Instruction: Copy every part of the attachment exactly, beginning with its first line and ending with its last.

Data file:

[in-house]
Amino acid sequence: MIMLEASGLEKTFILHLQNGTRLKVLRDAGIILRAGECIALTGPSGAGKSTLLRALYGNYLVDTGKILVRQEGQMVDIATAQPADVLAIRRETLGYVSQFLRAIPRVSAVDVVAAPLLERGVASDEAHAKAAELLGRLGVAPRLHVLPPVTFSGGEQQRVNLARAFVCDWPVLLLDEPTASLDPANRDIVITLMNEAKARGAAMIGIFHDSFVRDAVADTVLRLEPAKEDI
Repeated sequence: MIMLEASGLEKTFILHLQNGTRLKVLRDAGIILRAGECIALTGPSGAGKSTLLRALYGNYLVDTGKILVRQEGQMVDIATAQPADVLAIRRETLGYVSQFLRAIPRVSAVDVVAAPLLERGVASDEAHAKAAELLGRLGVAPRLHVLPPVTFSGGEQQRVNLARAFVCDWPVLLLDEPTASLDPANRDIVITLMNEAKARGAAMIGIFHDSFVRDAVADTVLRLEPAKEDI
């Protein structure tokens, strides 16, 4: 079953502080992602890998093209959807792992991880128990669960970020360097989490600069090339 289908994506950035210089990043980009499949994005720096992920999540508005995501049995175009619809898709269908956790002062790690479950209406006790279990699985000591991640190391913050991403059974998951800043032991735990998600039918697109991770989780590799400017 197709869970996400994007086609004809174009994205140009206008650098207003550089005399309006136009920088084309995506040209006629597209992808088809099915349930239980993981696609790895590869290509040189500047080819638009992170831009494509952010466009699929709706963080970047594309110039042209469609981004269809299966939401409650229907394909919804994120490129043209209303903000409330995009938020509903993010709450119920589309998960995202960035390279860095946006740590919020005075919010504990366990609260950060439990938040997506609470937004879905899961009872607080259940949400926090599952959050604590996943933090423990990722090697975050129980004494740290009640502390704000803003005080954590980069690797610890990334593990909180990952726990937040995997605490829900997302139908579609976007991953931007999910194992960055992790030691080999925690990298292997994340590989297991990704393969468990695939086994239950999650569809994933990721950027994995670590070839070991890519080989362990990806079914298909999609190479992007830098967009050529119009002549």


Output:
[in-house]
Amino acid sequence: MIMLEASGLEKTFILHLQNGTRLKVLRDAGIILRAGECIALTGPSGAGKSTLLRALYGNYLVDTGKILVRQEGQMVDIATAQPADVLAIRRETLGYVSQFLRAIPRVSAVDVVAAPLLERGVASDEAHAKAAELLGRLGVAPRLHVLPPVTFSGGEQQRVNLARAFVCDWPVLLLDEPTASLDPANRDIVITLMNEAKARGAAMIGIFHDSFVRDAVADTVLRLEPAKEDI
Repeated sequence: MIMLEASGLEKTFILHLQNGTRLKVLRDAGIILRAGECIALTGPSGAGKSTLLRALYGNYLVDTGKILVRQEGQMVDIATAQPADVLAIRRETLGYVSQFLRAIPRVSAVDVVAAPLLERGVASDEAHAKAAELLGRLGVAPRLHVLPPVTFSGGEQQRVNLARAFVCDWPVLLLDEPTASLDPANRDIVITLMNEAKARGAAMIGIFHDSFVRDAVADTVLRLEPAKEDI
């Protein structure tokens, strides 16, 4: 079953502080992602890998093209959807792992991880128990669960970020360097989490600069090339 289908994506950035210089990043980009499949994005720096992920999540508005995501049995175009619809898709269908956790002062790690479950209406006790279990699985000591991640190391913050991403059974998951800043032991735990998600039918697109991770989780590799400017 197709869970996400994007086609004809174009994205140009206008650098207003550089005399309006136009920088084309995506040209006629597209992808088809099915349930239980993981696609790895590869290509040189500047080819638009992170831009494509952010466009699929709706963080970047594309110039042209469609981004269809299966939401409650229907394909919804994120490129043209209303903000409330995009938020509903993010709450119920589309998960995202960035390279860095946006740590919020005075919010504990366990609260950060439990938040997506609470937004879905899961009872607080259940949400926090599952959050604590996943933090423990990722090697975050129980004494740290009640502390704000803003005080954590980069690797610890990334593990909180990952726990937040995997605490829900997302139908579609976007991953931007999910194992960055992790030691080999925690990298292997994340590989297991990704393969468990695939086994239950999650569809994933990721950027994995670590070839070991890519080989362990990806079914298909999609190479992007830098967009050529119009002549």